A Federal appeals court ruled not to reinstate President Donald Trump’s temporary ban on people traveling from some countries.
Twenty Russian and Burmese refugees who want to resettle in Tulsa had been in limbo while one local group is doing what they can to help them relocate to Tulsa.
Because of the ruling the trip can proceed, bringing relief to Oklahoma's Catholic Charities.
Oklahoma's Catholic Charities operates the only refugee resettlement program in the state. These days, they are literally praying they'll be able to continue serving some of the most oppressed people in the world.
For Catholics, it's a ministry as important as anything they do.
Deacon David Hamel with Catholic Charities Tulsa said, "We are called to reach out to the poor. We don't just say we're only serving refugees, we serve anyone in need, anyone who comes to us."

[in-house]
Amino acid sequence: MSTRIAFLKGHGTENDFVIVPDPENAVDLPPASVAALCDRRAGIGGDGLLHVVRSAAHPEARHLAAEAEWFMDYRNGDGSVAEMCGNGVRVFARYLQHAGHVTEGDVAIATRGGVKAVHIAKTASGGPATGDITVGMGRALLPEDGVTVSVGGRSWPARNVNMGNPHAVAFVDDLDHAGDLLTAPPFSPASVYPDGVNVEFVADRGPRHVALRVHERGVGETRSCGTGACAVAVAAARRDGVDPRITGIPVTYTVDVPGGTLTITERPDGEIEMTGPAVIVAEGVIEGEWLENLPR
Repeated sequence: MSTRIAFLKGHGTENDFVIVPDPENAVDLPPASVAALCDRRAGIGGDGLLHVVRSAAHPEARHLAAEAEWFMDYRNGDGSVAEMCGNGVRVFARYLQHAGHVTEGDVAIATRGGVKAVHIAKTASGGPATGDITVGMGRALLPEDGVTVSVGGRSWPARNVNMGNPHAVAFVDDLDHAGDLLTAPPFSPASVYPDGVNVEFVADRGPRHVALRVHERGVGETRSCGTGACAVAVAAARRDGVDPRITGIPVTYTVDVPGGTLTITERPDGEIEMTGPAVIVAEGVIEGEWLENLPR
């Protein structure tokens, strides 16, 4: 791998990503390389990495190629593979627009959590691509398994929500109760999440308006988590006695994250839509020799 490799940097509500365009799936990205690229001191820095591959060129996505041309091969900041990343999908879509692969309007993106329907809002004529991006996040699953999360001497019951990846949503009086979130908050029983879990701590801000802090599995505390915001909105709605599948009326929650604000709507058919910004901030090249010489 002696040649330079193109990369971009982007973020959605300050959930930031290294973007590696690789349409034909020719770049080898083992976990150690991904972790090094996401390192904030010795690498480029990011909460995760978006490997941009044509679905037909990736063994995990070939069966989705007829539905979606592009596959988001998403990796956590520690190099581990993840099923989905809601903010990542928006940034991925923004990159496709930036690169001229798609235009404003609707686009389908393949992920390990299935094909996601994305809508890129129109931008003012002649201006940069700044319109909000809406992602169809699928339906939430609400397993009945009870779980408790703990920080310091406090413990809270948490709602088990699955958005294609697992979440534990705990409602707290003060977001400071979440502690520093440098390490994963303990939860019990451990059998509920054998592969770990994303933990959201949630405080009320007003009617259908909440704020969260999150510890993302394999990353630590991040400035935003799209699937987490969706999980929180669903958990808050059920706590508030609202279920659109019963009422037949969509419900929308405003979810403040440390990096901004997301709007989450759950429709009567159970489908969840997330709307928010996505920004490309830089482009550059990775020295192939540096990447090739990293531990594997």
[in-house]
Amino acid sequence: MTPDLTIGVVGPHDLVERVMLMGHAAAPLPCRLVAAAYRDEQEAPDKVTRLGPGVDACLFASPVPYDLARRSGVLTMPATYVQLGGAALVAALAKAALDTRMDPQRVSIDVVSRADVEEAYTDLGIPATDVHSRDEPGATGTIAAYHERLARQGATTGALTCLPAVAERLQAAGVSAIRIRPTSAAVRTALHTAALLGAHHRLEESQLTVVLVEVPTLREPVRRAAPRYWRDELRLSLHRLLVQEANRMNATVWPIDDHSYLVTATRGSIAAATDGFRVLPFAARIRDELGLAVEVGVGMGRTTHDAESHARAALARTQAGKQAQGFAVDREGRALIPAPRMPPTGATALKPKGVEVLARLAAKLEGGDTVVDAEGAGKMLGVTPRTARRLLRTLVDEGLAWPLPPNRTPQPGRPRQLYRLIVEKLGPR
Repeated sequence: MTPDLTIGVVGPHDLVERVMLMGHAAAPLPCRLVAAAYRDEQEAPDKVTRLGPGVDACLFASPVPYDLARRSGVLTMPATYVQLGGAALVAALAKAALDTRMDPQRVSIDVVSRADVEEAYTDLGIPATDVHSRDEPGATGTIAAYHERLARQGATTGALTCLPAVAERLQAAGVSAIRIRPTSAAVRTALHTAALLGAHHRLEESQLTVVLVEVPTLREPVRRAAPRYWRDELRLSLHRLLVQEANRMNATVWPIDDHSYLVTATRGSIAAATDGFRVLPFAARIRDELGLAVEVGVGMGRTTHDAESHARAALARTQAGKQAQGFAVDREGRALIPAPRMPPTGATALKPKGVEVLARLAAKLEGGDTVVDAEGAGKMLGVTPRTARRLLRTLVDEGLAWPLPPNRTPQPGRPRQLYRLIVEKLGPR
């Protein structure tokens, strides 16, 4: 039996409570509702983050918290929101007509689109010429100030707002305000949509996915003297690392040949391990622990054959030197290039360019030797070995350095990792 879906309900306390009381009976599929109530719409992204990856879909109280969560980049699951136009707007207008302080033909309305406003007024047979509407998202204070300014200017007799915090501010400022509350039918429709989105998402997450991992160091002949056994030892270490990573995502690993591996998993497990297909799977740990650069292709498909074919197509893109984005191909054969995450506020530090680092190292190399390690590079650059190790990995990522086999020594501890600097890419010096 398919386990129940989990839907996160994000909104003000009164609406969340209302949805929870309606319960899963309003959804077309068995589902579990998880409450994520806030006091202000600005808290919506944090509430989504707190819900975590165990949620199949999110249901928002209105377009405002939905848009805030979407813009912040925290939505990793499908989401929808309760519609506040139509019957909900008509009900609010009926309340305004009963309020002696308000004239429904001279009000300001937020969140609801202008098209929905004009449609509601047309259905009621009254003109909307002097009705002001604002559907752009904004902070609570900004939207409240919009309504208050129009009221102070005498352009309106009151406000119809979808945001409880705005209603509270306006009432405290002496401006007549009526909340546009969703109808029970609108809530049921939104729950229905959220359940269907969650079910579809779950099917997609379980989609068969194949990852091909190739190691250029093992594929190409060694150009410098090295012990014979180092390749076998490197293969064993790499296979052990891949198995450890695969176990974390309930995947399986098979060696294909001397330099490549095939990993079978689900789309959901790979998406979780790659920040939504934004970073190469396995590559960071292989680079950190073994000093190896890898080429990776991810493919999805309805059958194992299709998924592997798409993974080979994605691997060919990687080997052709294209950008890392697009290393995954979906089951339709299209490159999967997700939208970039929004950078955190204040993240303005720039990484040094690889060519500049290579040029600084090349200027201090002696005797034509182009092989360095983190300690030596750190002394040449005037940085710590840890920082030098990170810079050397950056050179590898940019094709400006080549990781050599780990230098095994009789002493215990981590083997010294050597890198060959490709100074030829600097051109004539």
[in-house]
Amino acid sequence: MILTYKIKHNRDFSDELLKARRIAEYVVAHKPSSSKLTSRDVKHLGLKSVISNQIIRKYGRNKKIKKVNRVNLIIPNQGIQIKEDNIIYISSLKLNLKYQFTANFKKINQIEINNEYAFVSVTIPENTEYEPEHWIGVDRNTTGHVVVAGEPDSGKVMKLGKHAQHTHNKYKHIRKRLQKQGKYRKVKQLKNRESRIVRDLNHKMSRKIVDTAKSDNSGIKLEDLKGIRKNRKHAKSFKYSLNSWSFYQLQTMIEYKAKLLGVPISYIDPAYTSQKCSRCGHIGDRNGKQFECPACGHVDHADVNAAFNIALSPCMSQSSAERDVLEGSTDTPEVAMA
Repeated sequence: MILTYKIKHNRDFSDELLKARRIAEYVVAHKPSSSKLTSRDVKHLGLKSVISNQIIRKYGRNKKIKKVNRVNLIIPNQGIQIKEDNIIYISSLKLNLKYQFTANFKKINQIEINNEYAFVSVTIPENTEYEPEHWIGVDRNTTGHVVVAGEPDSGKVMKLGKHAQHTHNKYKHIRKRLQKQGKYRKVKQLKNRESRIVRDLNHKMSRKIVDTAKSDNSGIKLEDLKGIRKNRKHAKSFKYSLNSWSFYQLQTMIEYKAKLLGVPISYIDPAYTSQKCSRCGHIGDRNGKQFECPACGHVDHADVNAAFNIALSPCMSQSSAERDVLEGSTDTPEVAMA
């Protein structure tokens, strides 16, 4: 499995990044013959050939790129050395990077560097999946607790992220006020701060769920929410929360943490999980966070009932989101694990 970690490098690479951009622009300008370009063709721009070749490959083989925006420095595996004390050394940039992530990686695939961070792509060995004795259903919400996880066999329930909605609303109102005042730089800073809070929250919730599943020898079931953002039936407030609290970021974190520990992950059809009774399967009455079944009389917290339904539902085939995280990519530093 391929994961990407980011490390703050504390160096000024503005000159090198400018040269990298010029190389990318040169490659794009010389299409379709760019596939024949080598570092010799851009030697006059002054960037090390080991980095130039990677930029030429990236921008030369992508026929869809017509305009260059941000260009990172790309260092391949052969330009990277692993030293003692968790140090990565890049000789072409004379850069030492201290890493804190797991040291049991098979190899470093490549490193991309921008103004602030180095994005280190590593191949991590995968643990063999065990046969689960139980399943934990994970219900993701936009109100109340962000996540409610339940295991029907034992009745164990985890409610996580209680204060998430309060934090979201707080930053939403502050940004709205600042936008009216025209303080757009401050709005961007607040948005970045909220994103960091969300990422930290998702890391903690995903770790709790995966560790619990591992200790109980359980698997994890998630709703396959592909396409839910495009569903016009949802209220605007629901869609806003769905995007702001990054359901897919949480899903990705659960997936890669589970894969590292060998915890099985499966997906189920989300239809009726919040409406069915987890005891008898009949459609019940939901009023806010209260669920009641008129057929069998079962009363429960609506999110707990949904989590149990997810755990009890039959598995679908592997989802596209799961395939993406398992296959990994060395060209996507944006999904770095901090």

Hamel said 24 refugees bound for Tulsa had trips canceled because of the order.
"We've already been having this yoyo effect, and if it goes back into effect, I hope there's a clause allowing those already in the pipeline to move forward," he said.
Catholic Charities arranged travel to Tulsa for 352 refugees last year. One day in October, 30 arrived on the same flight.
Many are from Russian and Burmese, fewer are from the Middle East, and a handful came from Syria.
They're able to settle only because they have family here already, and they've passed the scrutiny of the State Department.
Hamel said, "And it takes a minimum of two years to go through the system. There are all sort of face to face interviews, biometrics, DNA testing, nobody is going to slip through the process."
He said the church is willing, and the state is capable, of taking in more refugees who usually consider the United State their best hope at a safe haven.